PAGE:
Miljenko “Mike” Grgich, whose Chardonnay won the 1976 Judgment of Paris and established American wine as equal to any in the world, has died. He was 100.
Born in Desne, Croatia, to a winemaker, had planned to be a shopkeeper, but World War II came along exposing Grgich to the harrowing experiences of that war. When the war ended, he decided to follow his father and become a winemaker.
With the advent of communism, Croatia became part of Yugoslavia, and Mike went to the University of Zagreb to study enology and viticulture.
There he learned, in whispered conversations with a professor, of a faraway place the man described as “paradise” — California. As life under communist rule became increasingly oppressive, Mike decided he would venture to California. With a few American dollars hidden in his shoe and a suitcase filled with his winemaking books, he engineered an escape through a United Nations agricultural exchange program with Germany. He had not finished his degree, he said, or he should never have been allowed to leave the country. He left doubting he would ever see his homeland again.
While in Germany, he was granted asylum in Canada by agreeing to be a lumberjack in British Columbia. He traveled by ship and train to take a job that ultimately would not materialize. Instead, he worked as a dishwasher, dreaming of “paradise” and how he might find his way.
A response to an ad resulted in a job offer from Lee Stewart, founder of Chateau Souverain and one of the pioneers of Napa Valley’s post-Prohibition wine renaissance. In 1958, four long, lonely years after he had left Croatia, Mike arrived in St. Helena, California, where he would begin his impressive career as a Napa Valley winemaker.
While working for Stewart, Mike met another immigrant from Europe, André Tchelistcheff, who also studied winemaking before escaping from the Soviet Union. Mike subsequently went to work with Tchelistcheff at Beaulieu Vineyards in Rutherford.
He was hired from Beaulieu by Robert Mondavi, who had just built the first new winery in Napa Valley since Prohibition. His first vintage at Robert Mondavi Winery, a 1969 Cabernet Sauvignon, was entered into a blind tasting of California cabs and was ranked #1. James Laube, wine critic for The Wine Spectator magazine, called it “possibly the best cab ever made in California.”
From Robert Mondavi, Grigch moved to a ghost winery, Chateau Montelena, in Calistoga. Jim Barrett, a Southern California lawyer, offered Gigrich shares in ownership to help him restore it and its winemaking program. Because it would take longer for a red wine to be able to go to market, Mike suggested they make a white wine.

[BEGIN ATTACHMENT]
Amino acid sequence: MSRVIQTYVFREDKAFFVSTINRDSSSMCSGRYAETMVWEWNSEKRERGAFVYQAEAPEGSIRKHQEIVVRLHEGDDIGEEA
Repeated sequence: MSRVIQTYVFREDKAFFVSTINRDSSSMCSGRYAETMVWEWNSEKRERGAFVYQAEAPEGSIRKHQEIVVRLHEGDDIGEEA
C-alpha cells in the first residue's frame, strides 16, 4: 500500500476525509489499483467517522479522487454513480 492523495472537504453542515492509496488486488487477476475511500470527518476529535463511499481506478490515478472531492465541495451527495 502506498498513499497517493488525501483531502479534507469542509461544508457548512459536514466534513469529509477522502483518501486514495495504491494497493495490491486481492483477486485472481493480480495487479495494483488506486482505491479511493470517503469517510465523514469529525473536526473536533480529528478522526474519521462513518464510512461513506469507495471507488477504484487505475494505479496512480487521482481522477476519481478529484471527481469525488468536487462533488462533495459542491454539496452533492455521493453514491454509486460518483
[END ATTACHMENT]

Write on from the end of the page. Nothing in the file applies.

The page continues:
It was his second vintage of Chardonnay that was chosen to go to Paris for a blind tasting organized by Steven Spurrier and Patricia Gallagher in celebration of the U.S. bicentennial. The results shocked the world when Mike’s Chardonnay, along with a Cabernet Sauvignon made by Mike’s Napa neighbor, Warren Winiarski of Stag’s Leap Wine Cellars, were named the top wines. “It taught the world that fine wines could be made somewhere other than France,” Winiarski said.
This success enabled Mike to finally realize his dream of owning his own winery. In partnership with Austin Hills in 1977, he founded Grgich Hills Winery (now Grgich Hills Estate Winery) in Rutherford.
The suitcase he carried to the U.S. is now at the Smithsonian Institution in Washington, D.C., along with two bottles of the famous red and white wines, which were included in the Smithsonian’s 2013 book, 101 Objects that Made America.
In 1980, after his wine was judged the best of 221 Chardonnays at a grand tasting in Chicago, he was dubbed “The King of Chardonnay.”
"I realized that you don’t make wine only with your head and your senses," he said. "You make wine with your heart."
In 1986, he helped his grand-nephew, Ivo Jeramaz, come to California, and after the fall of Communism in Eastern Europe in 1989, he was able to return to Croatia, where he finally received his university diploma.
He decided to help Croatia rebuild its wine industry, and opened a winery, Grgić Vina, making red and white wines from indigenous vines. In addition to providing scholarships for Croatian youth to become students of winemaking in the U.S., Mike also became an ardent supporter of Roots of Peace, an organization that removes landmines and restores agriculture in war-torn countries, including Croatia.
Mike guided Grgich Hills until 2018, when at age 95, he handed the leadership over to his daughter Violet, who now serves as president, and to Ivo Jeramaz, winemaker and vice-president. The two have led efforts to establish the winery in the vanguard of organic, sustainable farming.
In March of this year, he saw his winery receive its Regenerative Organic Certification, solidifying its global leadership in environmentally friendly farming practices.
In his autobiography, published in 2016, he wrote, “In my life, I have had real miracles. They were between God and me, and when I was offered one, I accepted it with all of my heart and soul, with gratitude. Be on the watch for miracles in your own life.”